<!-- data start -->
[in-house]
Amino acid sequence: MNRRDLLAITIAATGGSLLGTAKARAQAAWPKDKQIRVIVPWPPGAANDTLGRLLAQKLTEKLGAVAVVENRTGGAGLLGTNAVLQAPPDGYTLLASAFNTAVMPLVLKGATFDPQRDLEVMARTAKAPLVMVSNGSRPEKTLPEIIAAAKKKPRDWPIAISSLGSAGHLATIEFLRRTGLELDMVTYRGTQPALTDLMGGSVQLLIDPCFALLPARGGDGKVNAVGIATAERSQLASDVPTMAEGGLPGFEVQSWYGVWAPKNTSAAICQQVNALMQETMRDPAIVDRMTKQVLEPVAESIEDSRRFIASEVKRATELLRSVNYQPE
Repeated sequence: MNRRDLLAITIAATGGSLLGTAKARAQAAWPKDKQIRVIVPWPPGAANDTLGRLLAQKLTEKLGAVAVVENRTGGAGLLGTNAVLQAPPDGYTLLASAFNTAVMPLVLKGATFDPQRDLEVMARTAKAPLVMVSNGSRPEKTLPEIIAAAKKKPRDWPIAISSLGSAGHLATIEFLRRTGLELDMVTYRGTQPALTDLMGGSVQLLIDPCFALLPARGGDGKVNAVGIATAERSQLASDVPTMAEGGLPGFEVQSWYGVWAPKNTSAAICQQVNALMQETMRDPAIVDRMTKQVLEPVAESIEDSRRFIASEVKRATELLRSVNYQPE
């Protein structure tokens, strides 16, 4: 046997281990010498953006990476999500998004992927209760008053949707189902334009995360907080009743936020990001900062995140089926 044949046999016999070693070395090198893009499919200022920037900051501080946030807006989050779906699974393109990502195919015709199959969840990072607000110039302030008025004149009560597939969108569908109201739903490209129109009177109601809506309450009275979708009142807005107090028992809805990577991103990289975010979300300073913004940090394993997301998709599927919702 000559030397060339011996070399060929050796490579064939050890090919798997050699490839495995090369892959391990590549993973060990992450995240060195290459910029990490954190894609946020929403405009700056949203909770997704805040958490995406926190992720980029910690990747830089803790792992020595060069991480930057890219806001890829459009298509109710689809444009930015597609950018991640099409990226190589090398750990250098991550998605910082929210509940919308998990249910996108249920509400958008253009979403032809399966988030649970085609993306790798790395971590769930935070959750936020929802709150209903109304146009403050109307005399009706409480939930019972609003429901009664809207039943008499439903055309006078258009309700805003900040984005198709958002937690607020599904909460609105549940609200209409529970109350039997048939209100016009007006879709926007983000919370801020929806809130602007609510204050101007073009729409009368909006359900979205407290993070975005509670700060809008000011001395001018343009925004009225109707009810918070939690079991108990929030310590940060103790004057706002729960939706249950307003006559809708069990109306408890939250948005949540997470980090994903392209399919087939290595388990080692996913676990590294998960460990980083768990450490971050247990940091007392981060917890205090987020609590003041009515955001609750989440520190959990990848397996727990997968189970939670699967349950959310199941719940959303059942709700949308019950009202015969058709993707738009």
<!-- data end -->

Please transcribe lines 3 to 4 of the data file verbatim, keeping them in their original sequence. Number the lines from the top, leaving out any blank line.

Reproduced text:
Repeated sequence: MNRRDLLAITIAATGGSLLGTAKARAQAAWPKDKQIRVIVPWPPGAANDTLGRLLAQKLTEKLGAVAVVENRTGGAGLLGTNAVLQAPPDGYTLLASAFNTAVMPLVLKGATFDPQRDLEVMARTAKAPLVMVSNGSRPEKTLPEIIAAAKKKPRDWPIAISSLGSAGHLATIEFLRRTGLELDMVTYRGTQPALTDLMGGSVQLLIDPCFALLPARGGDGKVNAVGIATAERSQLASDVPTMAEGGLPGFEVQSWYGVWAPKNTSAAICQQVNALMQETMRDPAIVDRMTKQVLEPVAESIEDSRRFIASEVKRATELLRSVNYQPE
């Protein structure tokens, strides 16, 4: 046997281990010498953006990476999500998004992927209760008053949707189902334009995360907080009743936020990001900062995140089926 044949046999016999070693070395090198893009499919200022920037900051501080946030807006989050779906699974393109990502195919015709199959969840990072607000110039302030008025004149009560597939969108569908109201739903490209129109009177109601809506309450009275979708009142807005107090028992809805990577991103990289975010979300300073913004940090394993997301998709599927919702 000559030397060339011996070399060929050796490579064939050890090919798997050699490839495995090369892959391990590549993973060990992450995240060195290459910029990490954190894609946020929403405009700056949203909770997704805040958490995406926190992720980029910690990747830089803790792992020595060069991480930057890219806001890829459009298509109710689809444009930015597609950018991640099409990226190589090398750990250098991550998605910082929210509940919308998990249910996108249920509400958008253009979403032809399966988030649970085609993306790798790395971590769930935070959750936020929802709150209903109304146009403050109307005399009706409480939930019972609003429901009664809207039943008499439903055309006078258009309700805003900040984005198709958002937690607020599904909460609105549940609200209409529970109350039997048939209100016009007006879709926007983000919370801020929806809130602007609510204050101007073009729409009368909006359900979205407290993070975005509670700060809008000011001395001018343009925004009225109707009810918070939690079991108990929030310590940060103790004057706002729960939706249950307003006559809708069990109306408890939250948005949540997470980090994903392209399919087939290595388990080692996913676990590294998960460990980083768990450490971050247990940091007392981060917890205090987020609590003041009515955001609750989440520190959990990848397996727990997968189970939670699967349950959310199941719940959303059942709700949308019950009202015969058709993707738009």